Frowning with intense concentration and looking back and forth between witnesses, interpreters, and attorneys will help hide the fact that your eyes are fluttering.
Listening to a trial where you learn the names of a lot of Hispanic people—many of whom have the same first name; many of whom also have a nickname; many of whom have two last names, either of which might be used by any given witness at any given time—is sort of like reading a Tom Clancy novel.
Making a flow chart helps keep everyone straight. It can also be recopied each day from 1:30 – 2:00 to keep you awake.
Being a teacher gives one excellent practice at picking out when someone starts to lie.
Swearing to tell the truth, the whole truth (we don’t say, “so help you God” anymore) doesn’t have the effect one would expect on the veracity of testimony given.
Lawyers aren’t necessarily good at math. We waited a moment or two for our prosecuting attorney to do mental math and figure out what 30 kilos times $20,000/kilo is.
Jurors are not permitted to call out answers.
It’s an extremely long way to Dallas.
Restating a question five times by changing the first few words will not magically make a different answer come from the witness’s mouth. For example,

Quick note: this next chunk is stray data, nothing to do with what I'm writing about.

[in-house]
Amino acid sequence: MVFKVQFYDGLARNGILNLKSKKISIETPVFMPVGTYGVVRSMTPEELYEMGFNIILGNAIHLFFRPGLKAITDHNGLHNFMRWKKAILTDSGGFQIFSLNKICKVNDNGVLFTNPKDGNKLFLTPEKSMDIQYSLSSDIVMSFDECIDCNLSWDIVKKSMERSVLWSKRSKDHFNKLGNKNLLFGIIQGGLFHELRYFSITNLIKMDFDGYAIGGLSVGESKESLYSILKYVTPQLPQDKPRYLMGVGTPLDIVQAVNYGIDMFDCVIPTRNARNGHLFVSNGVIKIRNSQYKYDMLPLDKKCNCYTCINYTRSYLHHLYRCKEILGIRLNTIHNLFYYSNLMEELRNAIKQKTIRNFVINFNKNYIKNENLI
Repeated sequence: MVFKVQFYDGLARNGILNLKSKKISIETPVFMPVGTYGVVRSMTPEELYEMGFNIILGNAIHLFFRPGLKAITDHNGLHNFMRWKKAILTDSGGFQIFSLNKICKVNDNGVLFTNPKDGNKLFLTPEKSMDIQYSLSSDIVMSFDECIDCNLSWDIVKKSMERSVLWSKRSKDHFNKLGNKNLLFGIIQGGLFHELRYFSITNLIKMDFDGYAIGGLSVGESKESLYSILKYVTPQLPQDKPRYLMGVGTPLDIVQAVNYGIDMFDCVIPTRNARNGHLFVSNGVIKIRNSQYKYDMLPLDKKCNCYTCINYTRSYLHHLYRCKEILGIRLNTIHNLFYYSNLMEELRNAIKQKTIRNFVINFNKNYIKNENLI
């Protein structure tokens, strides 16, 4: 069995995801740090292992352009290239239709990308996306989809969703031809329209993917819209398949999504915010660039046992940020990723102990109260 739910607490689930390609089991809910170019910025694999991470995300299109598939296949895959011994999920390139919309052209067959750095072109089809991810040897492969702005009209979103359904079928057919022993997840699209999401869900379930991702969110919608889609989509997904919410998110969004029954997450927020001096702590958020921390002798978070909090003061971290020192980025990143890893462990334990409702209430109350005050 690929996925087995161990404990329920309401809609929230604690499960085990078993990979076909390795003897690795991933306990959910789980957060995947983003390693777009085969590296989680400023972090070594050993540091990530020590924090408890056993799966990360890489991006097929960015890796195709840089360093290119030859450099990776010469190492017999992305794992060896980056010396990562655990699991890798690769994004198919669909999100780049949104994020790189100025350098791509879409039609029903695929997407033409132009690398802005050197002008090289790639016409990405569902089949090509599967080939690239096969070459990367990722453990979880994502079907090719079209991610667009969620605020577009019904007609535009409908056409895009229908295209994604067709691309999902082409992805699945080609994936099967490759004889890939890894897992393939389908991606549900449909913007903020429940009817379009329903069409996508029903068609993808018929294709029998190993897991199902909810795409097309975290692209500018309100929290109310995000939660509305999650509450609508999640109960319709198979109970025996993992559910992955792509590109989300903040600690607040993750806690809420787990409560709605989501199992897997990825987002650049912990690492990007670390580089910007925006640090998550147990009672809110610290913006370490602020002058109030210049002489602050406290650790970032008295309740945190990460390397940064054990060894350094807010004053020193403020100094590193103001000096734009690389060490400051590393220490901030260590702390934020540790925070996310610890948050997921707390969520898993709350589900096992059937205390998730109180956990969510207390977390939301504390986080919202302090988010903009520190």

“Mr. S, you were afraid of R. A., weren’t you?”
“But isn’t it true, Mr. S, that when you found out E. A. and J. R. were going to set up R. A., you got scared?
“But in your grand jury testimony, Mr. S, when you said, ‘Are you crazy?’, it was because you were afraid of setting up R. A., a known drug dealer, wasn’t it?”
“But Mr. S, didn’t you walk out of J. R.’s apartment that night because you were afraid of R. A.?”
“You were frightened of setting up a known drug dealer, weren’t you, Mr. S.?”
Witnesses, even when they are self-confessed drug dealing, conspiring, scam artists, can be funny and smart-alec when they answer, “For the fifth time, dude, the answer is no.”
Jurors who snort with laughter at funny, smart-alec answers made by self-confessed drug dealing, conspiring, scam artist witnesses will earn themselves a glare over the reading glasses.
Jurors are not allowed to make objections, even when a question has been re-asked five times and answered the same way each and every time.